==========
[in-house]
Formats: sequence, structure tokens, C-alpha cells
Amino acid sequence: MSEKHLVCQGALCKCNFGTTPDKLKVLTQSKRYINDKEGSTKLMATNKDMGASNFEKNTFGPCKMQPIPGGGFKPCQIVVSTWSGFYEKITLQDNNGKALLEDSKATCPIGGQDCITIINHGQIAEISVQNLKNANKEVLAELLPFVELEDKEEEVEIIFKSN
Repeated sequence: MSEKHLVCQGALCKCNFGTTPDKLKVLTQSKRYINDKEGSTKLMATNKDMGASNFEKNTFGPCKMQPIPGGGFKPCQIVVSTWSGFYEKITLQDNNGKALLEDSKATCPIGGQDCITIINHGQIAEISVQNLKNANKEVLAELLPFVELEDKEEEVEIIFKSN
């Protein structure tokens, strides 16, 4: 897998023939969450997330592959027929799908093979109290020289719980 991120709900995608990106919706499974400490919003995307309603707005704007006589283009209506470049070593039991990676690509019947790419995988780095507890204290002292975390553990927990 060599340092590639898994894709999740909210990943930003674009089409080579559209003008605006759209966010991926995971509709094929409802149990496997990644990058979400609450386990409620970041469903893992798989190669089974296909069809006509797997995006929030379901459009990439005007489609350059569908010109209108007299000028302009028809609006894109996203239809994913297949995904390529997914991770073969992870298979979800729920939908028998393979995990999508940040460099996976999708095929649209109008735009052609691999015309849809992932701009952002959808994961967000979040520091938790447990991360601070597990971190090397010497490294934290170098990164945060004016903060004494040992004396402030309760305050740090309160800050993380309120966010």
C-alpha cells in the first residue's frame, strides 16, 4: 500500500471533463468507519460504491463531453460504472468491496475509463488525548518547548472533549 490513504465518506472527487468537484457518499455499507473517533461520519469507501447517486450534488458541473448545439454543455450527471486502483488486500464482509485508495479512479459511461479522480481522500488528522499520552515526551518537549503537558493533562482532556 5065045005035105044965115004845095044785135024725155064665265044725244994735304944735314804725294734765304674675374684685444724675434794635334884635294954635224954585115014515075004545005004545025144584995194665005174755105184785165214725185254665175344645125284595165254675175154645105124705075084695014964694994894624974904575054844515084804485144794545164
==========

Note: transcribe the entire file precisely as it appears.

[in-house]
Formats: sequence, structure tokens, C-alpha cells
Amino acid sequence: MSEKHLVCQGALCKCNFGTTPDKLKVLTQSKRYINDKEGSTKLMATNKDMGASNFEKNTFGPCKMQPIPGGGFKPCQIVVSTWSGFYEKITLQDNNGKALLEDSKATCPIGGQDCITIINHGQIAEISVQNLKNANKEVLAELLPFVELEDKEEEVEIIFKSN
Repeated sequence: MSEKHLVCQGALCKCNFGTTPDKLKVLTQSKRYINDKEGSTKLMATNKDMGASNFEKNTFGPCKMQPIPGGGFKPCQIVVSTWSGFYEKITLQDNNGKALLEDSKATCPIGGQDCITIINHGQIAEISVQNLKNANKEVLAELLPFVELEDKEEEVEIIFKSN
């Protein structure tokens, strides 16, 4: 897998023939969450997330592959027929799908093979109290020289719980 991120709900995608990106919706499974400490919003995307309603707005704007006589283009209506470049070593039991990676690509019947790419995988780095507890204290002292975390553990927990 060599340092590639898994894709999740909210990943930003674009089409080579559209003008605006759209966010991926995971509709094929409802149990496997990644990058979400609450386990409620970041469903893992798989190669089974296909069809006509797997995006929030379901459009990439005007489609350059569908010109209108007299000028302009028809609006894109996203239809994913297949995904390529997914991770073969992870298979979800729920939908028998393979995990999508940040460099996976999708095929649209109008735009052609691999015309849809992932701009952002959808994961967000979040520091938790447990991360601070597990971190090397010497490294934290170098990164945060004016903060004494040992004396402030309760305050740090309160800050993380309120966010």
C-alpha cells in the first residue's frame, strides 16, 4: 500500500471533463468507519460504491463531453460504472468491496475509463488525548518547548472533549 490513504465518506472527487468537484457518499455499507473517533461520519469507501447517486450534488458541473448545439454543455450527471486502483488486500464482509485508495479512479459511461479522480481522500488528522499520552515526551518537549503537558493533562482532556 5065045005035105044965115004845095044785135024725155064665265044725244994735304944735314804725294734765304674675374684685444724675434794635334884635294954635224954585115014515075004545005004545025144584995194665005174755105184785165214725185254665175344645125284595165254675175154645105124705075084695014964694994894624974904575054844515084804485144794545164